Image courtesy of Tara Israel
AMM sat down with Cornell DeWitt, Managing Director of Pulse Art Fair, to find out what Pulse Miami wanted to convey to the public, how the fair dynamics are evolving and what makes Pulse different from other art fairs.
Laura Roughneen: Cornell, how long have you been the Director of Pulse Art Fair?
Cornell DeWitt: I’ve been in the job about two and a half years, which means that this is my third Pulse Miami, as I started just before the fair in 2010. But then I’ve also done two Pulse New York’s and one Pulse Los Angeles, so I believe the math on that is that this is the sixth Pulse fair that I’ve put on.
LR: What’s the aim for this fair?
CDW: At the end of the day, the idea is to keep making it better and better every year. But where things really coalesce is when we start to put together the Special Projects. Pulse galleries are a phenomenally strong group of galleries. The art fair landscape is changing so much all the time, and we do have a fair amount of turnover but not nearly as much as some of the other fairs.
LR: In what way do you think the fair dynamic is changing?
CDW: It’s definitely becoming more mature, but that’s where we really try to mix things up. With the Impulse Section, we can always bring in new galleries, and what’s exciting is that, for example, last year we had a young gallery from London in Impulse called Man and Eve, and they were showing an artist by the name of Larissa Nowicki, and Larissa Nowicki won the Pulse Prize, and her career has just been going from strength to strength. She’s been doing residencies all over the country, doing shows, and now Man and Eve have graduated to the main section of the fair and they’re doing a group show. We also have an artists called David Ellis, who shows with Joshua Liner, who won the Pulse Prize in New York in 2011, and since then he’s been collected by the Margulies and so many phenomenal collections, and now Josh is in the main section of the fair doing a more comprehensive collection of his artists. So it’s a constantly evolving process and it’s a process that’s build in.
LR: Is there a theme you try to capture with Pulse?
CDW: We don’t set out to look for a theme. Things happen very organically, which I think is very strong. After all the galleries are accepted and we have our list set up, galleries can then propose Special Projects, and that’s really where it starts to coalesce. We have sixteen Special Projects. This is Carlos Rigau’s work, he’s a very popular artist from Miami; we have Zackary Drucker who’s a young, transgender performance and video artist who’s a critics starlings these days, he had a screening at PS1 recently, he’s getting a lot of curatorial and critical attention. We have Casey Neistat doing our Pulse Play programme, and he’s definitely out of the mainstream of the art world. He specializes in these guerilla-style YouTube videos. He also does Op-Docs for the New York Times, which are short, documentary videos that are essentially opinion pieces.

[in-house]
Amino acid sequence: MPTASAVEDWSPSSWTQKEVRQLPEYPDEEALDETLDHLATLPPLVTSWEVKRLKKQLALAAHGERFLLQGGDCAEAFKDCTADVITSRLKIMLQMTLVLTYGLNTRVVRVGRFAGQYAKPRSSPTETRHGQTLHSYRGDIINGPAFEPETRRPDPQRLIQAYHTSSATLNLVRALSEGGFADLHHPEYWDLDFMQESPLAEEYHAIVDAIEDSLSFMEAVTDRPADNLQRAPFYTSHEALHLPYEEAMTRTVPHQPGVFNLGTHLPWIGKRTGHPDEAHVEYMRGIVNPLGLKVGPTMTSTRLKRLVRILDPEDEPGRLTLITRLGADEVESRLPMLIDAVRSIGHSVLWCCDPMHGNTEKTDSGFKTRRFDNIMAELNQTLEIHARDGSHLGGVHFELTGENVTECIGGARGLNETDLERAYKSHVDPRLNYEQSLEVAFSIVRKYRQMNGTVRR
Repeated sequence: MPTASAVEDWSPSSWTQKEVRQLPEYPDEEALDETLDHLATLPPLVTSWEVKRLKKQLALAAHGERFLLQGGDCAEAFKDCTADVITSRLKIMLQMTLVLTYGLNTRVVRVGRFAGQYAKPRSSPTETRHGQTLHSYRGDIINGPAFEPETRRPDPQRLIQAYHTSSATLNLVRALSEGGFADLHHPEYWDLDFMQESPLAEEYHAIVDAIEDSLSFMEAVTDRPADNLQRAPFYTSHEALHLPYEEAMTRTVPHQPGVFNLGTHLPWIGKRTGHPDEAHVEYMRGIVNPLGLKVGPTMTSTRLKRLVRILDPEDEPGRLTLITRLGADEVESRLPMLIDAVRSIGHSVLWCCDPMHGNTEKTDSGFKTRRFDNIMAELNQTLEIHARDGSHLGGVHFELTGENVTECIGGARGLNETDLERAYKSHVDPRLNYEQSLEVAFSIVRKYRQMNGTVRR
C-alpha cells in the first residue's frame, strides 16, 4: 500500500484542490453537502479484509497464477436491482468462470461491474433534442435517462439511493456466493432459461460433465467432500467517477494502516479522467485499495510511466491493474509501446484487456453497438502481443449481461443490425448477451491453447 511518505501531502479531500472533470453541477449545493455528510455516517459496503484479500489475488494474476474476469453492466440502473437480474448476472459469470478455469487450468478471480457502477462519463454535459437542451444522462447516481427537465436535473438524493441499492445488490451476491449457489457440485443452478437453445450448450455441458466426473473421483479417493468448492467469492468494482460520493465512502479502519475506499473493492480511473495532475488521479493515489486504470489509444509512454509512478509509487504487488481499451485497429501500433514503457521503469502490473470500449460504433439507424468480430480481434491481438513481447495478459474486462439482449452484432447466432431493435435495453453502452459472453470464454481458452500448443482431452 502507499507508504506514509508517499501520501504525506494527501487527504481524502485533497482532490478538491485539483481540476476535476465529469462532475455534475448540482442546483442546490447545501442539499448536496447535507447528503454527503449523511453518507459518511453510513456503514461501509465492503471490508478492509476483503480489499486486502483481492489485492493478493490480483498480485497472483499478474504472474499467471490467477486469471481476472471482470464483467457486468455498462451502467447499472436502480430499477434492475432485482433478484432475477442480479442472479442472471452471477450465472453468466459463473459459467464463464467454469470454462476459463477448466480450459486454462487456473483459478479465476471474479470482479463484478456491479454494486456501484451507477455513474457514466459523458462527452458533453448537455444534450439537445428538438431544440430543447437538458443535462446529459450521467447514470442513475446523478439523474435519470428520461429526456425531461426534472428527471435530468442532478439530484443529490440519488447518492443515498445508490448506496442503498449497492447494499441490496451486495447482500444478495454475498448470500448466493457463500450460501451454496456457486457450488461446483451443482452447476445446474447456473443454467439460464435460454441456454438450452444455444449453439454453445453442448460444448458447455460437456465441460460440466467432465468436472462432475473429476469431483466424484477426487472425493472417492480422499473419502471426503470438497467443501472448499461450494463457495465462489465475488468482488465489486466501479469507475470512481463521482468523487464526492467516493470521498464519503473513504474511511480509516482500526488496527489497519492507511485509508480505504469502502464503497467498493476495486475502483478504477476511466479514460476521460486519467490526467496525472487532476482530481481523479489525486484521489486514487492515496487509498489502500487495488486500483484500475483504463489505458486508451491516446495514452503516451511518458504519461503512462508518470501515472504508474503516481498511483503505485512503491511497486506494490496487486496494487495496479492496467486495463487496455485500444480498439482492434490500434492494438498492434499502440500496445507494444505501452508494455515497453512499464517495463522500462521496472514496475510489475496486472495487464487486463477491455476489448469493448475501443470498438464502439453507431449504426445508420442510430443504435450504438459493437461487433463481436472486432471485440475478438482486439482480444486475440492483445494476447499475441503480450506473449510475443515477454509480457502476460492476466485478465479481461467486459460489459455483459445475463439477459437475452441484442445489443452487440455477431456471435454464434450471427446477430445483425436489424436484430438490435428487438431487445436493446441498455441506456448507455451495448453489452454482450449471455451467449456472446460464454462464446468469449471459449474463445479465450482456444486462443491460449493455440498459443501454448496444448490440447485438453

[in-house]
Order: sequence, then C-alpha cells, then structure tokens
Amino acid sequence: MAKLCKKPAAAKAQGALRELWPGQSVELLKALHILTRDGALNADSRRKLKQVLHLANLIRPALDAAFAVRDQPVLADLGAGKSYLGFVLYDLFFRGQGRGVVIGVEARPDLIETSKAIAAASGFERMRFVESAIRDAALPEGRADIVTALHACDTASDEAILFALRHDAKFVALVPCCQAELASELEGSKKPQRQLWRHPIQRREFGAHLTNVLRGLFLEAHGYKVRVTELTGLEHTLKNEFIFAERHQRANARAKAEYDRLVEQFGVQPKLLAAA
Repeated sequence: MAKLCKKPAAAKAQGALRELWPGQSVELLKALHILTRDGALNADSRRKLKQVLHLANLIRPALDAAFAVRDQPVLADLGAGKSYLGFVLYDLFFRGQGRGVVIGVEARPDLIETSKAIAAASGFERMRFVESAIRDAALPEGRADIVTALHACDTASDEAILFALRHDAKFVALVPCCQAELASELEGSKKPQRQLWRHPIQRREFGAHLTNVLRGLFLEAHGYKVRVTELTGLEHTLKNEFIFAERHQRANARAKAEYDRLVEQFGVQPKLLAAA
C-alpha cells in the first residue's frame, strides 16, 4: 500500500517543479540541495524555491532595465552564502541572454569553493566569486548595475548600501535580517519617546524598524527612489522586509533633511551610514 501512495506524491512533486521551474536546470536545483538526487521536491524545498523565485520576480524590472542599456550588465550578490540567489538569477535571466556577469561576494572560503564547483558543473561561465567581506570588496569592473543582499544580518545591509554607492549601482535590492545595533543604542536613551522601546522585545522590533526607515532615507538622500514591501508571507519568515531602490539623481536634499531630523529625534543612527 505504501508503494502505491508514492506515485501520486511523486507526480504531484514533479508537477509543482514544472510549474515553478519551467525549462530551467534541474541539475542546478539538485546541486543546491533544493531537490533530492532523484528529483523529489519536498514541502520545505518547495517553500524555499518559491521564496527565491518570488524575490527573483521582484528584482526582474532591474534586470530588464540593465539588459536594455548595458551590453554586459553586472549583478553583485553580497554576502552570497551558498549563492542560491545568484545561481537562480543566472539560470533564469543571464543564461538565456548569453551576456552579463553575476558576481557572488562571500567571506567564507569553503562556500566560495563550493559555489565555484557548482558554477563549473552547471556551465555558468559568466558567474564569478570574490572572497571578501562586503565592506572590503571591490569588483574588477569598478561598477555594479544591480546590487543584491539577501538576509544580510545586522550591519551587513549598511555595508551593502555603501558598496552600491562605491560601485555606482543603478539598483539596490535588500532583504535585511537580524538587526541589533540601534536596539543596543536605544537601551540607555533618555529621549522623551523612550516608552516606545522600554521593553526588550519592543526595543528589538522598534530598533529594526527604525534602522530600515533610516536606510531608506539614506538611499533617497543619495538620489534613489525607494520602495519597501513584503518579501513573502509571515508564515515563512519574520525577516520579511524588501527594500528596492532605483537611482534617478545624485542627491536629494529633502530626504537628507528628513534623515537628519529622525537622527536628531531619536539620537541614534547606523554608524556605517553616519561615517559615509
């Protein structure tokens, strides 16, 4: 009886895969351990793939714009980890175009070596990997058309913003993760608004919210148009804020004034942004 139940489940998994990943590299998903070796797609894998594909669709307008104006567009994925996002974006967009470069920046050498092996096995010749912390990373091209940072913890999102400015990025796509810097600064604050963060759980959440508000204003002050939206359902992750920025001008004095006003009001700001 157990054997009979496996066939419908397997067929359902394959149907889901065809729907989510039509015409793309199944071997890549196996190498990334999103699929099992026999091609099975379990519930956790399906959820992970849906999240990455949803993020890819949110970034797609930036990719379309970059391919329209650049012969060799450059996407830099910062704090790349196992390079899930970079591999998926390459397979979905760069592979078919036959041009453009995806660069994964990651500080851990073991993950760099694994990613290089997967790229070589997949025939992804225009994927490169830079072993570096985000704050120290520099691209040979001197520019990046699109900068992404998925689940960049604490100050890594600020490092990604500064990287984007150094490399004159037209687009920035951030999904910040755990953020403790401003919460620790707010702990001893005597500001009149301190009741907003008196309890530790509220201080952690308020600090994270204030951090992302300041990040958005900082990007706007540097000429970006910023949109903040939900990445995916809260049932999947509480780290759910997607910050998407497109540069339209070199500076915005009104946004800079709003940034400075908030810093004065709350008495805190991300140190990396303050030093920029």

So we have both ends of the spectrum: Brand new galleries as well as ADAA member galleries. And that’s also something that happened organically.
LR: O.k. Can you talk a little about your vetting committee?
CDW: Well I’m the head of the committee, but it’s a lot of galleries that have been with the fair for a long time, and then for instance we have a lot of German galleries, and Stefan Röpke is on the committee. We’ve been trying to branch out to more European galleries so now we have Nieves Fernández, which is a legendary Spanish gallery that is now run by her middle daughter who’s on the committee and she brings that historical perspective that she gets form her mother, but as a young gallerist is really keyed into the younger galleries in Spain and Southern Europe so that’s a great asset. We have Thomas Von Lintel who’s previously worked as a director of a major German gallery for a long time and is a very experienced dealer. And we now have Luis De Jesus, a young gallerist from Los Angeles who is well known and a real driver in the Southern California community.
LR: Regarding the architecture of the space, why does Pulse Miami attract galleries? Is it evolving in any way?
CDW: People come to Miami and find themselves spending five hours in a convention center. And while there’s amazing galleries and art there, why would you want to do that in Miami? We have amazing galleries and art here, and you can go in and out, come rest on the hammocks, sip some coffee and champagne, and then go back inside and see some more work. It’s the enjoyable experience for the collectors, and that makes the galleries happy. We tweak the flow a bit each year. This tent was new last year, we used to have Impulse in the main building and we moved it there last year and it’s worked out great. So we’re always looking to make a great visitor experience and I think that’s what makes it special here.
Many thanks to Cornell DeWitt for taking a time out to talk to AMM at Pulse Miami.